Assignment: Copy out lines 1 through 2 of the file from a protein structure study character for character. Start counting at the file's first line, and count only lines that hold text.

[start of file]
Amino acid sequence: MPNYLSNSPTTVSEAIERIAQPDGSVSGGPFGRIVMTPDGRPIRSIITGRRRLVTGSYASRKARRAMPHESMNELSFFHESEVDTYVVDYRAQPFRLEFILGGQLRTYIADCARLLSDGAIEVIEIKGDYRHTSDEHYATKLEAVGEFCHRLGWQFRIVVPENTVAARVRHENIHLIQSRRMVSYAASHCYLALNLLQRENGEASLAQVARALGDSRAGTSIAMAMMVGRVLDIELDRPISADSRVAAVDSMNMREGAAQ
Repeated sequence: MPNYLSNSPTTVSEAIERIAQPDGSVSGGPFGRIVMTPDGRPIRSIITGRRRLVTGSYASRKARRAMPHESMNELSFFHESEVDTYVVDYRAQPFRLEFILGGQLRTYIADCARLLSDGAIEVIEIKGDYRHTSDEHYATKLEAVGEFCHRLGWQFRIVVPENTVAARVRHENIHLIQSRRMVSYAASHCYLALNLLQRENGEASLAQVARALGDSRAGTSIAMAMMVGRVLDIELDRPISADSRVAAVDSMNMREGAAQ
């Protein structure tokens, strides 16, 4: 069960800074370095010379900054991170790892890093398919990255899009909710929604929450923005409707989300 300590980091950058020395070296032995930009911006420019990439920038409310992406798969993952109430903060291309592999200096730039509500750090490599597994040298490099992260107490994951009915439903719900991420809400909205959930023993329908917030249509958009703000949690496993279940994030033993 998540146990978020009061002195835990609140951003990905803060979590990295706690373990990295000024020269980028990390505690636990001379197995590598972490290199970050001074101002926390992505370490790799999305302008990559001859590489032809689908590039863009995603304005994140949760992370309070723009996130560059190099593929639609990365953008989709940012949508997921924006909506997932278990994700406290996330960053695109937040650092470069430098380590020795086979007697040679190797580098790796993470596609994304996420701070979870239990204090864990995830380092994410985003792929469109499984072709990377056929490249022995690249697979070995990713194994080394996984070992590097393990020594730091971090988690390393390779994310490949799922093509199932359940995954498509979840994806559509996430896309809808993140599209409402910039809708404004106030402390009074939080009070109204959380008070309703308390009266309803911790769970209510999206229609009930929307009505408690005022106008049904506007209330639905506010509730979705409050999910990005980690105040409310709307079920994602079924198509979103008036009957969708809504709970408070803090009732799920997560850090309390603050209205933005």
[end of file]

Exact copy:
Amino acid sequence: MPNYLSNSPTTVSEAIERIAQPDGSVSGGPFGRIVMTPDGRPIRSIITGRRRLVTGSYASRKARRAMPHESMNELSFFHESEVDTYVVDYRAQPFRLEFILGGQLRTYIADCARLLSDGAIEVIEIKGDYRHTSDEHYATKLEAVGEFCHRLGWQFRIVVPENTVAARVRHENIHLIQSRRMVSYAASHCYLALNLLQRENGEASLAQVARALGDSRAGTSIAMAMMVGRVLDIELDRPISADSRVAAVDSMNMREGAAQ
Repeated sequence: MPNYLSNSPTTVSEAIERIAQPDGSVSGGPFGRIVMTPDGRPIRSIITGRRRLVTGSYASRKARRAMPHESMNELSFFHESEVDTYVVDYRAQPFRLEFILGGQLRTYIADCARLLSDGAIEVIEIKGDYRHTSDEHYATKLEAVGEFCHRLGWQFRIVVPENTVAARVRHENIHLIQSRRMVSYAASHCYLALNLLQRENGEASLAQVARALGDSRAGTSIAMAMMVGRVLDIELDRPISADSRVAAVDSMNMREGAAQ